AVs and Transit
ALIREZA KHANI is a transit enthusiast with a background in engineering. His research focus is on modeling the impacts of emerging technologies on public transit systems, and optimization of the system for more efficient and reliable service. He uses network modeling and optimization techniques.
Despite societal and environmental benefits that arise from transit systems, ridership has declined in recent years due to affordability of driving, emergence of ride-hailing and bike-sharing systems, and the COVID-19 pandemic. Khani and his research group tackle issues facing transit agencies in light of these challenges. They research riders’ travel needs and behavior, optimizing cost-effectiveness and the utilization of limited resources, and most importantly, providing fast, reliable, and safe transit systems to gain riders, reduce congestion, and better serve communities with the greatest need for public transportation.
The technological development of AVs is being pursued at a near-reckless pace, but investigation of the impacts on transit systems is lagging. Khani counters this trend with his focus on integrating AVs and ride-hailing systems with fixed-route transit systems to maximize the social benefits.
Most cities do not have enough street capacity for the desired number of cars. Cities rely on transit systems to transport people. Yet in the suburbs or rural areas with low demand, transit may not be a cost-effective option. Khani develops optimization models and algorithms to integrate high-capacity fixed-route transit systems in a core urban area with flexible, shared-mobility options in low-density suburban or rural areas. Such optimization models are built upon behavioral models reflecting people’s choices in complex multimodal transportation networks. In an integrated transit system, high-density areas and corridors most suitable for transit would be served by LRT or BRT services, low-density areas would be served by on-demand AVs as first-mile/last-mile access. Simulations show that the integrated system can benefit residents by providing better transportation options and benefit transportation agencies by better utilizing their limited resources (Fig. 1).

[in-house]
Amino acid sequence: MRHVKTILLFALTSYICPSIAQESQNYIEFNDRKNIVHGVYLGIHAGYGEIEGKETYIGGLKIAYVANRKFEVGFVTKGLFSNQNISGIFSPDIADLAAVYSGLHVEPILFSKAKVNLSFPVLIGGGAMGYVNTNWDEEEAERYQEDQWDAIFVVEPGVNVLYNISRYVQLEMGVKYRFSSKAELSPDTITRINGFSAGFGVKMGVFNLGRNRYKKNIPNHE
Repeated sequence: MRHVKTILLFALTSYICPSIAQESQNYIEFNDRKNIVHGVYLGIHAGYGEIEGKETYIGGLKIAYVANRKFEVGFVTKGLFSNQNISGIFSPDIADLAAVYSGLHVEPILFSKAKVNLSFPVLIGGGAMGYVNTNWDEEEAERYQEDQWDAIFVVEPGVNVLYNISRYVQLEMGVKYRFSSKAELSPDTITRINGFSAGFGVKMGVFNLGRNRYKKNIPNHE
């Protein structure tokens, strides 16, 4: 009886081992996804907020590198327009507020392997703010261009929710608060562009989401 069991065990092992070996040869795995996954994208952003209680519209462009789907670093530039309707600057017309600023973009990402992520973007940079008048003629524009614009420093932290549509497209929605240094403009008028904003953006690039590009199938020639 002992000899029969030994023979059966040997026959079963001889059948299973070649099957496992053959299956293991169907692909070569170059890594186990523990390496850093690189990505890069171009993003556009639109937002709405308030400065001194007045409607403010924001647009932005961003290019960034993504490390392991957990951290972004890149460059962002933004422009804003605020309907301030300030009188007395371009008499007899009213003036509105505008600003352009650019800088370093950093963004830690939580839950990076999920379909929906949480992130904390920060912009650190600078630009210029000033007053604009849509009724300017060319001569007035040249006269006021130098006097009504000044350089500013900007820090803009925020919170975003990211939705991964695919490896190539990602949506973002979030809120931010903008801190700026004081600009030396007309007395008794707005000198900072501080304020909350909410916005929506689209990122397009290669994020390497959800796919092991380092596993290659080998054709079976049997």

When the COVID-19 outbreak reached US cities in March 2020, transit systems lost more than two-thirds of their ridership virtually overnight. Many commuters started to work remotely or switched to personal transportation modes. However, people who had to work on-site or those without other transportation options continued to rely on transit for their daily travel needs. Khani’s team proactively initiated a collaboration to use Metro Transit’s system data to help inform policies that would ensure greater safety for riders.
Khani’s team developed an algorithm built on statistical and machine learning methods. It uses MetroTransit’s Automatic Passenger Count (APC) data. The new tool quantifies the relative risk to riders in each segment of a transit route and suggests a limited rider capacity that would ensure social distance and minimize relative risk. Data visualization on the busiest bus routes suggested that allowing only 10-15 passengers on buses at one time leads to a great reduction in virus transmission risk and avoids significant passenger wait time (Fig. 2).
Through his research, Khani strives to develop new knowledge and computer tools to solve emerging transportation problems for smart, connected, and resilient communities.
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